MSU researches poultry health, growth
MAFES researchers are investigating ways to improve the nutrition and growth of the state’s most profitable bird. One of the current projects is helping determine ways to increase the hatchability and health of broilers. Injecting eggs, also known as in ovo injection, is used to vaccinate poultry for diseases, but MSU researchers are finding a new way to use the procedure.
Chicken embryos are made up of water, protein and fat. To get the energy they need to hatch, they have to convert that protein and fat into carbohydrates. So that the hatchlings can reserve their fat and protein for needed growth, scientists are injecting eggs with carbohydrates before they hatch.
Thus far, the research indicates that in ovo injection of carbohydrates can provide benefits to commercially grown poultry with an earlier increase in body weight and good hatching. Scientists are also experimenting with injection of vitamil supplements.
Distillers' Grains as a Feed Supplement
Increased ethanol production also means increased stocks of the by-product distillers dried grains with solubles (DDGS), as well as increased interest in finding uses for the nutrient-rich grains. A MAFES study evaluated second-cycle Bovans White laying hens that were fed varying amounts of DDGS. Researchers looked at layer performance, egg characteristics and consumer acceptability. Results showed that DDGS could comprise up to one-third of a commercial layer diet without any significant detrimental effects on the production or egg characteristics of second-cycle hens. A similar study measured breast and thigh meat quality in broilers fed DDGS-supplemented diets. Overall, the diets yielded high-quality breast meat, and thigh meat quality was similar among diets containing up to 12 percent DDGS.
Treatments to Reduce Bacteria
Poor hatchability can occur due to eggshell bacterial contamination, which can be decreased by UV light or hydrogen peroxide. However, the antimicrobial effects of these two treatments combined are not known. MAFES scientists sought to determine if a greater bacterial reduction would occur using a combination of UV and hydrogen peroxide. Results indicated that the combined treatments further reduced bacterial contamination compared with each treatment individually.
MAFES Scientists Develop New Processing Technique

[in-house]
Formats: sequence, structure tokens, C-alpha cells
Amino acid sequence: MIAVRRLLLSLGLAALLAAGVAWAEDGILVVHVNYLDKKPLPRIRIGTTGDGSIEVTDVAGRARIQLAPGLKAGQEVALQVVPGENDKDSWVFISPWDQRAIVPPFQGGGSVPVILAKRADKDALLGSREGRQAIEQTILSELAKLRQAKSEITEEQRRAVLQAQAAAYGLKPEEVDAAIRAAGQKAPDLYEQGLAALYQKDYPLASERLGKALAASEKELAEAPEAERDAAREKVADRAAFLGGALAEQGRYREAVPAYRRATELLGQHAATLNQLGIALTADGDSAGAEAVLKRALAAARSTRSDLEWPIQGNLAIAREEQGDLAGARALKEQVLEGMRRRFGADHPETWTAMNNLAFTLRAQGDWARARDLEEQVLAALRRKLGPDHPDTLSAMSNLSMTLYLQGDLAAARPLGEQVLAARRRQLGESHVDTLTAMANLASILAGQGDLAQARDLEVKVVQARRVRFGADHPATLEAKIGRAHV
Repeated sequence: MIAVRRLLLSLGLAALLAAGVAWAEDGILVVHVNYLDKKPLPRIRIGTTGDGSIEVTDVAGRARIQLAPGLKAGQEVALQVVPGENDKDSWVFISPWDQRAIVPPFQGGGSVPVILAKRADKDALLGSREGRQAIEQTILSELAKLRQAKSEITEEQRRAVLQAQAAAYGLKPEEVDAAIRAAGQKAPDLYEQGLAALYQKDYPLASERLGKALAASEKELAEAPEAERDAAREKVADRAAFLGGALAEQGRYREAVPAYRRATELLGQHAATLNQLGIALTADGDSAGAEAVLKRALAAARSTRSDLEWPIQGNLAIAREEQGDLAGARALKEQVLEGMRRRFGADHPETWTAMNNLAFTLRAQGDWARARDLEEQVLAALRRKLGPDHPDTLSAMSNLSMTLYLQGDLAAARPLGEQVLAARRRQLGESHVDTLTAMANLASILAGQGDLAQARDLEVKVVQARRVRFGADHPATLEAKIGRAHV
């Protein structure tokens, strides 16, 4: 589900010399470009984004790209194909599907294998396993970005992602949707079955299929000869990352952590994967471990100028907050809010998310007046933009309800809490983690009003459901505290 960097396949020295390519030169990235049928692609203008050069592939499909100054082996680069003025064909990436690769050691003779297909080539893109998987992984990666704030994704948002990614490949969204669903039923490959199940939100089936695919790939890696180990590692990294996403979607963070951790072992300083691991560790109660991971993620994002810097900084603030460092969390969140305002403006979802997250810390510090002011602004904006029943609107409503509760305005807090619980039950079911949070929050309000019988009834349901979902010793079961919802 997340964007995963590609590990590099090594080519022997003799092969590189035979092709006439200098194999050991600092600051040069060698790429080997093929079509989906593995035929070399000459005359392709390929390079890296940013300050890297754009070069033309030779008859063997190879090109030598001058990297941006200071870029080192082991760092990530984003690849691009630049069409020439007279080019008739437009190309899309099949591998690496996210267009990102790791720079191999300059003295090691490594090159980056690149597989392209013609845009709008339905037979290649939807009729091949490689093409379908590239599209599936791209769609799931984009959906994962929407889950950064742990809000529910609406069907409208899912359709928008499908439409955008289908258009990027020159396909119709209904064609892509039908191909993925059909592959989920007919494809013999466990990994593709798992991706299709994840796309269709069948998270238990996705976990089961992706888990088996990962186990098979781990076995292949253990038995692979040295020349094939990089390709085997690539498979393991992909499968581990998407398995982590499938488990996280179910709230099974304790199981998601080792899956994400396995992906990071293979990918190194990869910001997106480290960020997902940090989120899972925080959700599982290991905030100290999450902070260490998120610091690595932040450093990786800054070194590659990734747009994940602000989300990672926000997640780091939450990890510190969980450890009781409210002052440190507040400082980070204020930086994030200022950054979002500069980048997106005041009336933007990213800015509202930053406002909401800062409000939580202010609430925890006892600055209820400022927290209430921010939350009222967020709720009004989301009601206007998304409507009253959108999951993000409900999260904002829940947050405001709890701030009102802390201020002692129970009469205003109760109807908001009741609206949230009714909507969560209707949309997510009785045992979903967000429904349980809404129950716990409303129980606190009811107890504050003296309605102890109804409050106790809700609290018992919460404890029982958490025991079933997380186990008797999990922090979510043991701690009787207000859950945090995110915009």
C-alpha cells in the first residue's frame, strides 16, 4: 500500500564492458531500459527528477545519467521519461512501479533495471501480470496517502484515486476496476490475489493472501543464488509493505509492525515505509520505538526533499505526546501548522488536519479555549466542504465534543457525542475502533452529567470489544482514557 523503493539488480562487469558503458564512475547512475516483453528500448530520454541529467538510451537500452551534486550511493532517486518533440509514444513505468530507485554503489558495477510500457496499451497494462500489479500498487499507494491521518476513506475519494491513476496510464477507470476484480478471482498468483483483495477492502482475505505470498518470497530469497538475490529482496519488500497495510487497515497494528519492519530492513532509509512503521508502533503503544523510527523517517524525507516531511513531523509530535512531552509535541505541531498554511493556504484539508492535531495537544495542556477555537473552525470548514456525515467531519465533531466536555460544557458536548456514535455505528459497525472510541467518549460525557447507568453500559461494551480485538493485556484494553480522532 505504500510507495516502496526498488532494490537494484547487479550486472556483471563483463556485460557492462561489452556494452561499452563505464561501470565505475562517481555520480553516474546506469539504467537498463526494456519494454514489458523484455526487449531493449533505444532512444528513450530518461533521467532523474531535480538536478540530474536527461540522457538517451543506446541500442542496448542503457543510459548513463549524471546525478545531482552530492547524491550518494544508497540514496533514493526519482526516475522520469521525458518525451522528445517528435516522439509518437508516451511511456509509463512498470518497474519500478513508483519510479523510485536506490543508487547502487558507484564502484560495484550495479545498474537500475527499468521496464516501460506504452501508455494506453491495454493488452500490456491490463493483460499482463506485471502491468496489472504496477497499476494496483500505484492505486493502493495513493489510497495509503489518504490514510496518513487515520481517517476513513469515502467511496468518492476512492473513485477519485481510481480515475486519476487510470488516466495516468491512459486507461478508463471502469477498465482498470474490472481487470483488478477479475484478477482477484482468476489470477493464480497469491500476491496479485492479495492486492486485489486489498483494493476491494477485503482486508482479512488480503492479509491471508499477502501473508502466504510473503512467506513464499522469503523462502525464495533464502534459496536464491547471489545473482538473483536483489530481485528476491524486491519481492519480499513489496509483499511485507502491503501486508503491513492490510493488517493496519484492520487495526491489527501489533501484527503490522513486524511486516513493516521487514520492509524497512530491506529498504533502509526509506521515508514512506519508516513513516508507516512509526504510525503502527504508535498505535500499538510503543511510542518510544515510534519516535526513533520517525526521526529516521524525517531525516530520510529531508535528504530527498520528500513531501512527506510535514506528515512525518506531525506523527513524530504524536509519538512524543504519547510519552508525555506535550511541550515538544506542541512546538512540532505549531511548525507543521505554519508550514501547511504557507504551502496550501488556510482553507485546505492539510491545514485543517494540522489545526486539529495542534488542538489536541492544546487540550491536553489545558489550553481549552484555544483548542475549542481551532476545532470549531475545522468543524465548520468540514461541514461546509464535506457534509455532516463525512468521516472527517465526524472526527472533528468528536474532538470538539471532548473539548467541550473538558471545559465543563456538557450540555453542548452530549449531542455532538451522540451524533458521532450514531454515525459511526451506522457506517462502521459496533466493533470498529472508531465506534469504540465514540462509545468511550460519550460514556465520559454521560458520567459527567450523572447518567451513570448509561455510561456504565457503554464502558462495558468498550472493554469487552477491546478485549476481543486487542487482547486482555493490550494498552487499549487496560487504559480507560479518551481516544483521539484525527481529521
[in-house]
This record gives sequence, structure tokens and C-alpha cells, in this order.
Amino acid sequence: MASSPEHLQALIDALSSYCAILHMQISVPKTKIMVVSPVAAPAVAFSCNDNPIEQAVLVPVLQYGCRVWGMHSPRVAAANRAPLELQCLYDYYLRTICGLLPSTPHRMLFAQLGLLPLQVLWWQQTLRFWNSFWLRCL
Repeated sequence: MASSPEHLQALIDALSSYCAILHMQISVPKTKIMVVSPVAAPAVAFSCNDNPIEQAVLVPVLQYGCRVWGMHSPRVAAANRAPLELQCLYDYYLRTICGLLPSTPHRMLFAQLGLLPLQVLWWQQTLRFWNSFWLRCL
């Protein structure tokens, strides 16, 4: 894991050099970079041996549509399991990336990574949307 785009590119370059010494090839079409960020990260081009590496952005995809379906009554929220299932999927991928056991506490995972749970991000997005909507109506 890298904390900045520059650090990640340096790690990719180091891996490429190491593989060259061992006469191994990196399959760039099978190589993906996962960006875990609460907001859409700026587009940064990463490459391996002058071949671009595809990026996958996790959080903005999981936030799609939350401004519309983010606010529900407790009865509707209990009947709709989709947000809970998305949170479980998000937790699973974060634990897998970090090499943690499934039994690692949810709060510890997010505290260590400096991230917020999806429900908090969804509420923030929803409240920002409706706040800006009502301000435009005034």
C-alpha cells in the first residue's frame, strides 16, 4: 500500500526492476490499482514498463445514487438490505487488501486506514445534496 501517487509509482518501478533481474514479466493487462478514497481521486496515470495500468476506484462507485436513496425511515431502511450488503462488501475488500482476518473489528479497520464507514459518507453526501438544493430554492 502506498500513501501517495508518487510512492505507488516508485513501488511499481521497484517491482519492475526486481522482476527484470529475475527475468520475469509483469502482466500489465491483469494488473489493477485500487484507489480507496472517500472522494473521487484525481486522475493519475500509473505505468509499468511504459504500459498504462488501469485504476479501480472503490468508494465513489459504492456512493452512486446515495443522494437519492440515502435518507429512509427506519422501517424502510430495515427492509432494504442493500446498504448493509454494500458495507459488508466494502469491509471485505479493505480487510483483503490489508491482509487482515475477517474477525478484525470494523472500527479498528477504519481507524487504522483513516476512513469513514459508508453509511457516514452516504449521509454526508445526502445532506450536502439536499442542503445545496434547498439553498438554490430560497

Technocatch, a poultry processing research company, recently teamed with processing company OK Foods and MAFES to develop an alternative to electric stunning and gas systems for processing chickens for consumption.
The new method, called LAPS (low-atmospheric pressure system), uses a vacuum system to reduce oxygen levels in a machine that can house up to 60 broilers per chamber. LAPS eventually renders the birds unconscious and then — borrowing a term coined by the USDA — "irreversibly stunned."
Initial testing for LAPS began in the Mississippi State poultry laboratory. LAPS received the American Humane Association (AHA) seal of approval, and the USDA officially stated it has "no objections to the system or its protocol." LAPS provides a humane method of processing poultry compared with the current methods employed.
Researchers Make 'Elusieve' Dreams Happen
Ground corn flour, soybean meal and distillers dried grains with solubles (DDGS) — a by-product from ethanol production — comprise more than 70 percent of swine and poultry diets. While these ingredients are important for livestock nutrition, they are high in fiber, which is not easily digested by swine and poultry. Feed producers needed a system to remove the fiber while maintaining vital nutrients.
MAFES scientists developed a process called "Elusieve" that uses a combination of sieving and air classification to separate fiber from feeds. This technique sifts particles into four sizes and then blows them with air to remove fiber. They found that fiber separation increases starch content of ground corn flour by 3 percent and increases protein contents of DDGS and soybean meal.